Nature Seychelles outplanted 4,000 corals in Cousin Island Special Reserve in 2022
In 2022, Nature Seychelles outplanted 4,000 coral fragments, grown in 4 underwater nurseries in the Cousin Island Special Reserve Marine Protected Area (MPA), according to the environmental NGO.
To get to this stage, the team at Nature Seychelles concentrated on building mid-water floating nurseries in 2021, collecting coral fragments, and stocking these in the nurseries. During that year, nearly 10,000 corals were stocked in the nurseries and the Nature Seychelles team only started out-planting coral in 2022.
A science and technical field officer of the Reef Rescuers project, Roshni Yathiraj, told SNA that this is an amazing achievement, taking into account that coral reef restoration is a time-consuming and challenging activity.
“It takes our team countless hours of physical and mental effort to collect coral fragments from donor sites, build nurseries on which these fragments are grown, maintain and ensure these fragments get the best conditions to grow,” said Yathiraj.
She added that the ocean conditions are not always ideal with strong currents, low visibility, high waves, surge, and an increasing frequency and intensity of storms adding more challenge to the work.
“Collecting, stocking, and transplanting activities take place on a continuous cycle throughout the year. As long as the weather and ocean conditions permit it, the team is in the water working. Currently, the Reef Rescuers team is made up of 4 people being assisted by volunteer scientific divers,” said Yathiraj.
A reef rescuer outplanting a coral fragment (Nature Seychelles) Photo License: All Rights Reserved
The team is focusing on rearing fast-growing branching coral of three genera and started to stock coral in April 2021. To ensure healthy growth, corals had to be kept clean of algae and parasites and watched for disease. The team also had to ensure that structural failures in the nursery did not happen. Once grown to an optimal size, the corals are outplanted in degraded areas within the MPA of Cousin Island Special Reserve.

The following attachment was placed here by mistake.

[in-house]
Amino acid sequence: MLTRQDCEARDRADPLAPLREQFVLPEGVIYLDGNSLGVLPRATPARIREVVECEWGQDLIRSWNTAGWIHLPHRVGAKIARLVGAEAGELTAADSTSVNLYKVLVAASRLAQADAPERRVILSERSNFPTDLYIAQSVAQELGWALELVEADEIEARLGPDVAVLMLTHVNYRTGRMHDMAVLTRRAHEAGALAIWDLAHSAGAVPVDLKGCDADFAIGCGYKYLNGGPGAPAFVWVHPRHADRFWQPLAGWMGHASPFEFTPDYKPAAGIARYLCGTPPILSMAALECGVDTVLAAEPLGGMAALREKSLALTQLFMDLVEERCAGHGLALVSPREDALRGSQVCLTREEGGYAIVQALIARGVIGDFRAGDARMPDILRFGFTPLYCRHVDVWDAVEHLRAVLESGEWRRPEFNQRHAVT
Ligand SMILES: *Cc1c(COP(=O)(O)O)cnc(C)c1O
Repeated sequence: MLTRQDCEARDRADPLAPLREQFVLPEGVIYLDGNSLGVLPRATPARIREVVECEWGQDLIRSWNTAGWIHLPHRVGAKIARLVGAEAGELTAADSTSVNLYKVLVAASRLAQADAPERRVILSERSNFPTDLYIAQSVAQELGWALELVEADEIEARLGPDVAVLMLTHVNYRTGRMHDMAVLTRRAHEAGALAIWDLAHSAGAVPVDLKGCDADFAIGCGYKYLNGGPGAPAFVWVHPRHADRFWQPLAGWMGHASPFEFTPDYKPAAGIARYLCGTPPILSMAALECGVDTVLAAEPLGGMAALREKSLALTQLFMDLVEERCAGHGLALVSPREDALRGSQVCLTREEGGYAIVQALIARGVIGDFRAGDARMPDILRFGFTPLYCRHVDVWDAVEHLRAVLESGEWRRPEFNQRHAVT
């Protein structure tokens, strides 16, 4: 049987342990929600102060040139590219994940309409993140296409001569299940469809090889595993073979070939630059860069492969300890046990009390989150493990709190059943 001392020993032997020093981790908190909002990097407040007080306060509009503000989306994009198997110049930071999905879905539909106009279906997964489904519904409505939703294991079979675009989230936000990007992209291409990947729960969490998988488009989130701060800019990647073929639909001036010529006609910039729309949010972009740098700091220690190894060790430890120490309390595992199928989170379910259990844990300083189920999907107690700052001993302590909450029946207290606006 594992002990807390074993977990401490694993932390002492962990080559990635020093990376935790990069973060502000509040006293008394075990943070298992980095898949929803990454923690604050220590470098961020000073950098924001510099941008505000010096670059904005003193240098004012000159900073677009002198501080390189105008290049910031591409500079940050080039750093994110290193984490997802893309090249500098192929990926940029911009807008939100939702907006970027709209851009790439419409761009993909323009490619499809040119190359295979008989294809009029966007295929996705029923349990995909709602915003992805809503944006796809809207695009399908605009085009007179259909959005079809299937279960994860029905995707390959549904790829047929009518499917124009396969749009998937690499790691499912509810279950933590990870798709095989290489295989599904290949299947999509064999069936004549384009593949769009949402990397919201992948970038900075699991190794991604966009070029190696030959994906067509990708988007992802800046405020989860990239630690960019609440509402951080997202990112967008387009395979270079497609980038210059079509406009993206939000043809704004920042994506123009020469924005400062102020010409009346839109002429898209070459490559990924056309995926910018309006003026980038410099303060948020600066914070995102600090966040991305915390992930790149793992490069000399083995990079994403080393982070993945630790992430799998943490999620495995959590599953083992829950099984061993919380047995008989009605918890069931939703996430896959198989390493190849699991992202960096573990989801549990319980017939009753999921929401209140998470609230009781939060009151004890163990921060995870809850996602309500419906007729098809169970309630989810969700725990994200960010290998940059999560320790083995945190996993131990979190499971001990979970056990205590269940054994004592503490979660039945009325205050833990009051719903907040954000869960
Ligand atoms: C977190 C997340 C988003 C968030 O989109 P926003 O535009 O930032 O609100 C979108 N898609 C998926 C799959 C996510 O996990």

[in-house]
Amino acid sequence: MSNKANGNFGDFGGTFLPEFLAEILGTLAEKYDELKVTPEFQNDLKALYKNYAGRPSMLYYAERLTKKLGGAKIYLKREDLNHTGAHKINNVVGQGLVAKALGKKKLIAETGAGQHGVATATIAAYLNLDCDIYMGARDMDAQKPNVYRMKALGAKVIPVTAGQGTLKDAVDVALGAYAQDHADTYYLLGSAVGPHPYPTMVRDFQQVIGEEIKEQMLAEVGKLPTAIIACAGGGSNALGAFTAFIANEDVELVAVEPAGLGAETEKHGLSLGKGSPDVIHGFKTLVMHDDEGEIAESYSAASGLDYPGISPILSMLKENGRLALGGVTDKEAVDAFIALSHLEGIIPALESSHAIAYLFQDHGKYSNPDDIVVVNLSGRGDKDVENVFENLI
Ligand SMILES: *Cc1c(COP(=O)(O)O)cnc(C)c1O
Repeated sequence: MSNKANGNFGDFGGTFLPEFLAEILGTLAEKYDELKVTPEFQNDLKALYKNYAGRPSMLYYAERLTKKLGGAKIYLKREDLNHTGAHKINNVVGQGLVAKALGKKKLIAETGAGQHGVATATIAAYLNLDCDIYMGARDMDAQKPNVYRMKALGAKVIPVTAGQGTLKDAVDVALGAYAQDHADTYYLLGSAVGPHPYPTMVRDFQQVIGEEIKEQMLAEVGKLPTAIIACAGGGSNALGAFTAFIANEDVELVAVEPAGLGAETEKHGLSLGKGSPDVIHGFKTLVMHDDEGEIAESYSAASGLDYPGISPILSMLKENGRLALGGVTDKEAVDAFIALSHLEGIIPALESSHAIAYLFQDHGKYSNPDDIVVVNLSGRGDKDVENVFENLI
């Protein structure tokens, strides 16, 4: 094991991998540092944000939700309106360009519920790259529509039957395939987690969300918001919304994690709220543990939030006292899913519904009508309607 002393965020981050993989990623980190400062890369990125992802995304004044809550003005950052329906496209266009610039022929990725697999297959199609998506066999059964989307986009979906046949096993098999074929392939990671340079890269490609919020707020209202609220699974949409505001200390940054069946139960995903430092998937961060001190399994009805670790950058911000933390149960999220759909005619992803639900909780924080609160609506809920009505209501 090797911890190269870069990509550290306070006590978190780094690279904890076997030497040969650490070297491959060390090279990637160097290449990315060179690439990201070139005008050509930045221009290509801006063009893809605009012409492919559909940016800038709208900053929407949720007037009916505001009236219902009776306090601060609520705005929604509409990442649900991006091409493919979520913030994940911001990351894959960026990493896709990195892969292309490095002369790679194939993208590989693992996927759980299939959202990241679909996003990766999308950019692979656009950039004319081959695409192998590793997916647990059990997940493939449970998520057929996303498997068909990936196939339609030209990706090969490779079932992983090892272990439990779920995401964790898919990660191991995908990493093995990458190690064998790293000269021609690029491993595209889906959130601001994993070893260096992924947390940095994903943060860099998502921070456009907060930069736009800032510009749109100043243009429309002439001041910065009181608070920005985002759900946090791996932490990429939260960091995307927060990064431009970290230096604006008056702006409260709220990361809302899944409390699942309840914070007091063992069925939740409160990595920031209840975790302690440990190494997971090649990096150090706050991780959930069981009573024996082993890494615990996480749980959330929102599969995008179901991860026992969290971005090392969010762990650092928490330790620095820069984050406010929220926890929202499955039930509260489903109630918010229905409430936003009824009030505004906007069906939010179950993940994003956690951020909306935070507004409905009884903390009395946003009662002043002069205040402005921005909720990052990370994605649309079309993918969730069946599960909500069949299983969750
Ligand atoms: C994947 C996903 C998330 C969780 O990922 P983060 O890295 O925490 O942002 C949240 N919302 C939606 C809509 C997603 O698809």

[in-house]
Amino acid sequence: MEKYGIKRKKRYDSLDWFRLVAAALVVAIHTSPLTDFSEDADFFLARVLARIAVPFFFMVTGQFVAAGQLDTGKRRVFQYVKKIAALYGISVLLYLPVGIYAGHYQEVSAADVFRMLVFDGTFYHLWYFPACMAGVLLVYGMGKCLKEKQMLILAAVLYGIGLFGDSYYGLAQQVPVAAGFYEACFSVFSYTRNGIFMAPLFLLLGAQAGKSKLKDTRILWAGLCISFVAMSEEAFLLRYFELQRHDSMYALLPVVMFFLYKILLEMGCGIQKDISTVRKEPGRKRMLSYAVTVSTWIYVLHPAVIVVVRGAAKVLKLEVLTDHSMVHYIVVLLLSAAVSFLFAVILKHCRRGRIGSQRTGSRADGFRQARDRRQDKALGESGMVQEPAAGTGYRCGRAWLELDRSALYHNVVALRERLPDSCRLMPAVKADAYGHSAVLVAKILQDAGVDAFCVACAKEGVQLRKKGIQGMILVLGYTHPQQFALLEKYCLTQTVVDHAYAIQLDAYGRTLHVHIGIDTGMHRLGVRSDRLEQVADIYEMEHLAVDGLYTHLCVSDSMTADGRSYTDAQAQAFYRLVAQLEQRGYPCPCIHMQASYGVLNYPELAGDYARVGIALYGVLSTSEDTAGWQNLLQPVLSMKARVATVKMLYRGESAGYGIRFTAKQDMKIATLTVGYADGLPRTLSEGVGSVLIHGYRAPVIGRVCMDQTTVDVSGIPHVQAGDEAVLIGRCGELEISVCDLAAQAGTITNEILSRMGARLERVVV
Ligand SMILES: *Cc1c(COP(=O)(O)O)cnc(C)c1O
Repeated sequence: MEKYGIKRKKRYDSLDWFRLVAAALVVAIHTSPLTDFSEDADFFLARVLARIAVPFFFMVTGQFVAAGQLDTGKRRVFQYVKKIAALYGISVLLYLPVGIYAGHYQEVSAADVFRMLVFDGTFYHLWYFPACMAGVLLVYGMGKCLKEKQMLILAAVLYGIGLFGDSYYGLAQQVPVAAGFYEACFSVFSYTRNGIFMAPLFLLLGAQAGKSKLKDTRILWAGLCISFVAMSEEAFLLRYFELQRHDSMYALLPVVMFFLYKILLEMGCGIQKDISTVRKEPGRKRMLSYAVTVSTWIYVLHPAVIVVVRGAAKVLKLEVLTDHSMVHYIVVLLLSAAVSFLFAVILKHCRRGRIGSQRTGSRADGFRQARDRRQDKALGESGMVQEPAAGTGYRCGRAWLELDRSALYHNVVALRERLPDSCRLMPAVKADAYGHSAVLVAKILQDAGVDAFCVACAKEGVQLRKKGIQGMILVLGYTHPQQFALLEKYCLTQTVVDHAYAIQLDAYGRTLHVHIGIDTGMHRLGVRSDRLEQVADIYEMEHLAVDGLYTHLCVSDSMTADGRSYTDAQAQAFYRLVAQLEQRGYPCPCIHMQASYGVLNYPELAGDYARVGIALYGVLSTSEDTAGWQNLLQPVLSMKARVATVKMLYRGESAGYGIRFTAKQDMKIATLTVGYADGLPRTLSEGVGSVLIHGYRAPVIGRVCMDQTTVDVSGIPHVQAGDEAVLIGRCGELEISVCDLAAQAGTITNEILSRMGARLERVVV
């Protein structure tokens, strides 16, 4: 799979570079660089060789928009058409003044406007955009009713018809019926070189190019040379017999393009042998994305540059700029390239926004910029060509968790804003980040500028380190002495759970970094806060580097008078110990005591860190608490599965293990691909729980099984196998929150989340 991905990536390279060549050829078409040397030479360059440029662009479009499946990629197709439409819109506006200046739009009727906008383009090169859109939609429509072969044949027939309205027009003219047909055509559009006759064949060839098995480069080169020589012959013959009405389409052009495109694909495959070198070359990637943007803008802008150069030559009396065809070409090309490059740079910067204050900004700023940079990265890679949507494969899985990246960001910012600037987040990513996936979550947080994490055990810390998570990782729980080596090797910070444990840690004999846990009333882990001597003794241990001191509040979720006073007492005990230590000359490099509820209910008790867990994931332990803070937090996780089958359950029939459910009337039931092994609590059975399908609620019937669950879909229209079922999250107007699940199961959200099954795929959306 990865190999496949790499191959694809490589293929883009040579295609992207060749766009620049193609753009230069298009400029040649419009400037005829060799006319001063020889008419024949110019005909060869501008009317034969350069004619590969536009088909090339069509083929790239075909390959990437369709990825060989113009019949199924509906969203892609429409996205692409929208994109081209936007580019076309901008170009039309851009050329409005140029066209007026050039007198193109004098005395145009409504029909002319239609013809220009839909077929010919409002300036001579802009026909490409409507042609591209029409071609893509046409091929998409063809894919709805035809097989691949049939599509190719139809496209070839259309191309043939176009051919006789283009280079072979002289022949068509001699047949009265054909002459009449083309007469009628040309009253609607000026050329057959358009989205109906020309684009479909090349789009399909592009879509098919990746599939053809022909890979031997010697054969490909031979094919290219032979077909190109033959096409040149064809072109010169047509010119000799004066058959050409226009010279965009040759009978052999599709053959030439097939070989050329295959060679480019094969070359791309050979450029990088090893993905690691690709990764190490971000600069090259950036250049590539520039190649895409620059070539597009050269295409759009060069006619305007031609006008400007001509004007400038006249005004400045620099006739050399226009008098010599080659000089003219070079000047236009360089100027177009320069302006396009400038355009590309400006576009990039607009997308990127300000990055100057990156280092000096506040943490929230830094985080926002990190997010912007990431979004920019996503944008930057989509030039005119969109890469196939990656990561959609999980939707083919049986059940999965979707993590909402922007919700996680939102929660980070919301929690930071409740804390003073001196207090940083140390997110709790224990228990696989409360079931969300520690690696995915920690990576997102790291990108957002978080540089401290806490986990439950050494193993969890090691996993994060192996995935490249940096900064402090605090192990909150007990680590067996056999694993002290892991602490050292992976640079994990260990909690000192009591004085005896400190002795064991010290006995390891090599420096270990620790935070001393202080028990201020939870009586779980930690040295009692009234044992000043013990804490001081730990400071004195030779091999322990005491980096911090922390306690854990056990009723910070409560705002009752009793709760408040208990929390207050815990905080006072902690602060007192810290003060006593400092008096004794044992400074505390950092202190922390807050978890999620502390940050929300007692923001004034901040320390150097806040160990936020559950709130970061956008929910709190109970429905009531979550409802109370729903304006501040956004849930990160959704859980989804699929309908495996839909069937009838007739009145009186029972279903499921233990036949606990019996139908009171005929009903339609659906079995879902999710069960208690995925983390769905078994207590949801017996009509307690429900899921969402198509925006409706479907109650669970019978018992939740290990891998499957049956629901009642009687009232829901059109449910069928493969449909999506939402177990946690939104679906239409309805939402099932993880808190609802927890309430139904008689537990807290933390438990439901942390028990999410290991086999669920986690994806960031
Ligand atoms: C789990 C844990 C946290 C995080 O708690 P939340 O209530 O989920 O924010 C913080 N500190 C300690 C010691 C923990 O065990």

The work is part of the Reef Rescuers project that the conservation, not-for-profit organisation has been restoring the degraded reef of Cousin Island for over a decade. To date, more than 30,000 corals have been outplanted.
Funded by the Adaptation Fund through UNDP and the government of Seychelles, the third phase of the project includes the establishment of a land-based nursery expected to materialise this year. The land-based nursery is expected to generate more coral fragments at a faster rate than underwater nurseries.
Talking about the resilience of restoring coral reefs in the face of climate change, Yathiraj shared that restoration is a constantly evolving science and that new innovations and discoveries are being made the world over to help improve the survival rates of coral, and coral that has naturally evolved to be stress resistant is one way that is being used.
“The other way is to use genetically enhanced coral colonies that are bred to be more resilient to changing climate conditions. However, all of this is just a band-aid solution in the long run as long as global warming and climate change continue at this current rate. Rising temperatures and ocean warming events will continue to impact our restored reefs the same way it affects our natural reefs,” said Yathiraj.
“The solution is to do everything we can as a collective global community to change our ways to stop such a rapid change in the climate. Everyone has the power to contribute to this solution. Simple things like choosing a more sustainable lifestyle, like not using single-use plastic, choosing eco-friendly modes of transport, reducing pollution and effluent discharge,” she said.